Please indulge me in some spitballing.
I really like Deirdre McCloskey’s take on the virtue of prudence as encompassing the economist’s rational self-interest and more. I think interest—understood in a way Hirschman would approve of—is indeed a part of virtue rather than outside of it.
But there’s a problem when McCloskey attempts to equate this with Aquinas’ prudentia which is the latin translation of Aristotle’s phronesis; practical wisdom. While McCloskeyan prudence is much bigger than prudence understood by Bentham or Samuelson or even Kant, it’s still not nearly so big as phronesis. And Aristotle clearly thought interest of this sort was outside of virtue—the ancient debate centered around whether “external goods” (for instance: wealth) were part of eudaimonia (a good life). No one thought that it was part of virtue.
But I agree with McCloskey that it is. I just don’t think that prudence is phronesis. Considering your interests is a part of wisdom but nowhere near the whole of it. So prudence is a subset of phronesis, possibly a distinct enough virtue to stand on its own.
Now, consequentialists—and consequentialistic frameworks like neoclassical economics—have put a lot of thinking into their Prudence Only theories, and this need not go to waste for the virtue ethicist. Their hard work has yielded a number of useful tools to take into consideration when thinking about the most prudent path.
Moreover, deontologists have invested in a lot of theories of justice which we may also take into account when attempting to be just.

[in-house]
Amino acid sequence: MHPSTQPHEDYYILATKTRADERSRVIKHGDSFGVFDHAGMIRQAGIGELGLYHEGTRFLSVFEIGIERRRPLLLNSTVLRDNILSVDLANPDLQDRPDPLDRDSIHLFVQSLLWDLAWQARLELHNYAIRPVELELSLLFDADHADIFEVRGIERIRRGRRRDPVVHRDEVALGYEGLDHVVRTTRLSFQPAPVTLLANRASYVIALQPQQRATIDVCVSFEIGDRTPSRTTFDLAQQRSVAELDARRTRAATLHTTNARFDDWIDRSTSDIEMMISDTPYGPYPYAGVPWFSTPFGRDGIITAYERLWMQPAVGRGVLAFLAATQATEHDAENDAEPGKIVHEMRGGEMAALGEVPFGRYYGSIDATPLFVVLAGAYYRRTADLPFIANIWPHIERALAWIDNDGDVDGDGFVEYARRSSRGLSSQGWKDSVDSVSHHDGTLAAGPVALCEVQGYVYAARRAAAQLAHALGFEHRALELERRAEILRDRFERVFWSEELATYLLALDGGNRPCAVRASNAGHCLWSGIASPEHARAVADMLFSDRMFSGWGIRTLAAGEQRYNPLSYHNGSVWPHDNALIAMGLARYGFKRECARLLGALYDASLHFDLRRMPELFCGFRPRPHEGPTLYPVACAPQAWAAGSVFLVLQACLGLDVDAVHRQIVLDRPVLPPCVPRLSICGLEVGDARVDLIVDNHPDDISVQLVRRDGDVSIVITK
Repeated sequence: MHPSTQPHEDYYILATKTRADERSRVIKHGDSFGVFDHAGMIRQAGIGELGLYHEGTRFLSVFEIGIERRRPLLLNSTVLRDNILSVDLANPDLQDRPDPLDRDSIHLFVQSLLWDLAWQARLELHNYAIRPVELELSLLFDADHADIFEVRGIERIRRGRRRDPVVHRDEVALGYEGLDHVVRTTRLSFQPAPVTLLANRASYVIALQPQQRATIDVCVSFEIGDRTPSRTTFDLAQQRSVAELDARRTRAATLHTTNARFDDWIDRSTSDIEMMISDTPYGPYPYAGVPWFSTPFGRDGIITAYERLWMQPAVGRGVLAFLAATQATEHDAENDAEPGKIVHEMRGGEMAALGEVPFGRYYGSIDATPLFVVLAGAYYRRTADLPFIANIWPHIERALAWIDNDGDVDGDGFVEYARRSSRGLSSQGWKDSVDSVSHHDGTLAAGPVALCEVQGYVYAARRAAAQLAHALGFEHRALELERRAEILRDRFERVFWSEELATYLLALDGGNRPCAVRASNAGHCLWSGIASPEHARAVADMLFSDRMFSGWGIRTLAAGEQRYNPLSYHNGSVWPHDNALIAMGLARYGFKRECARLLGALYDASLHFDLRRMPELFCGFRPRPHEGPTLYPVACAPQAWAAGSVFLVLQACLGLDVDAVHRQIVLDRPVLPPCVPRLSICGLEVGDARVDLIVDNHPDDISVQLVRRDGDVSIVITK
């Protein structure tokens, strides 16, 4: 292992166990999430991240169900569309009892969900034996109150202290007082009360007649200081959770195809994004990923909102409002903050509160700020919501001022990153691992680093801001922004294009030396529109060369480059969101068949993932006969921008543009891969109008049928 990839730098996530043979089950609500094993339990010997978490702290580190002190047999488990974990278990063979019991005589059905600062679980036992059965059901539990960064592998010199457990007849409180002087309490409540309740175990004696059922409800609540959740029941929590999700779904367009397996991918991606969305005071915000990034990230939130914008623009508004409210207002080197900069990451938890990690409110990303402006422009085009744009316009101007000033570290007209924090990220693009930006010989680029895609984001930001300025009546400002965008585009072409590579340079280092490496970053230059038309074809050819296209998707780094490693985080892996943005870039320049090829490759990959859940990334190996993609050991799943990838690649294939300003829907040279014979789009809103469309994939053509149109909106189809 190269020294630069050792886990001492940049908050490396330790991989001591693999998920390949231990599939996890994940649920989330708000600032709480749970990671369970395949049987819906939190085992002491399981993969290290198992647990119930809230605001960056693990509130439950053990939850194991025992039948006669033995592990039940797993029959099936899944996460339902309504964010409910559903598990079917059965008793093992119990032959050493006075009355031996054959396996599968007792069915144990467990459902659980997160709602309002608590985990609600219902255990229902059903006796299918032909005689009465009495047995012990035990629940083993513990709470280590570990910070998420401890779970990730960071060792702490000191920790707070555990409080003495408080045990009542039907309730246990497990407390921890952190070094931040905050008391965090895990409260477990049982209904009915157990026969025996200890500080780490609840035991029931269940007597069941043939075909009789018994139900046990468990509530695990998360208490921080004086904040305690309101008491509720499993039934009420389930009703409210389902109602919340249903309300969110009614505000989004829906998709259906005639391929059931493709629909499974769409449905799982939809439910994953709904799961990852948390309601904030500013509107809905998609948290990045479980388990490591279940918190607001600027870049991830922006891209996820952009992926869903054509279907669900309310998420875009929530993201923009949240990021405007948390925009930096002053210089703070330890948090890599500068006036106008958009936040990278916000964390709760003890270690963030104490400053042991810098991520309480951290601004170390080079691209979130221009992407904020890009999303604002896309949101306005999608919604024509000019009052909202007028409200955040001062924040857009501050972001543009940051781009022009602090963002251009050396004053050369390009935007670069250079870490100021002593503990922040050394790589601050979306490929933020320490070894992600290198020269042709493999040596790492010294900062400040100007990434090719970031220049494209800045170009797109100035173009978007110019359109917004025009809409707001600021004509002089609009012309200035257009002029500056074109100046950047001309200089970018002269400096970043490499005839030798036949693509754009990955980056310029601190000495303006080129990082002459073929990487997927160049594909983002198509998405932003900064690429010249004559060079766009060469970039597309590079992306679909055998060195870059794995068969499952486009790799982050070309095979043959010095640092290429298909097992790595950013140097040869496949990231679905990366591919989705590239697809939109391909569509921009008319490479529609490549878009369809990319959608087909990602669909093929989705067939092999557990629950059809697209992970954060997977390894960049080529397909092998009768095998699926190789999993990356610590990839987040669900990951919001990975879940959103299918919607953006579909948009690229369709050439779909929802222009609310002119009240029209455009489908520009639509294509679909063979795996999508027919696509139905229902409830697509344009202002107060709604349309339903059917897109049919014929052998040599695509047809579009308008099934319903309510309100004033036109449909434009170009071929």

Justice is the intersection of what Oakeshott calls self-disclosure and self-enactment—the former being subscribing to a moral language which involves principles, duties, and obligations, and the latter being doing something in the right way (with the right state of character; in short, being virtuous). Justice is the intersection because having the character trait of being just involves being able to properly apply the concepts of justice that we are embedded in, given our particular community and culture.
Drawing inspiration of Adam Smith’s less famous work, I suggested that we might get better at being just if we consider our choices from at least three perspectives.There’s our own, of course, and whoever we are dealing with, whose perspective we can approximately enter into using the faculty of sympathy. Finally, there’s the impartial spectator, whom I take to be a random member of our community who does not have any stake in the outcome of our decision. In other words, they’re only operating on a shared sense of justice as well as of virtue; their interests aren’t going to be impacted by the outcome.
I actually think we can extend our panel of advisors much further than this, though for any given decision we only have so much time to deliberate, and often have to rely on habituated reactions. But when we do have time, there are all sorts of perspectives we are able to enter into. When it comes to discussion, I have a mental table at which I try to seat many different points of view.
In fact the only way we are able to aim at virtue is by emulating role models; family and friends and teachers of course, but also characters in stories (fictional and otherwise). To me, the moral theories and economic models mentioned above are another sort of advisor; rather like consulting a computer model rather than a person (though obviously you can and should consult both).
Phronesis—that is, true practical wisdom—is taking all of these ingredients and at the end of the baking process producing eudaimonia.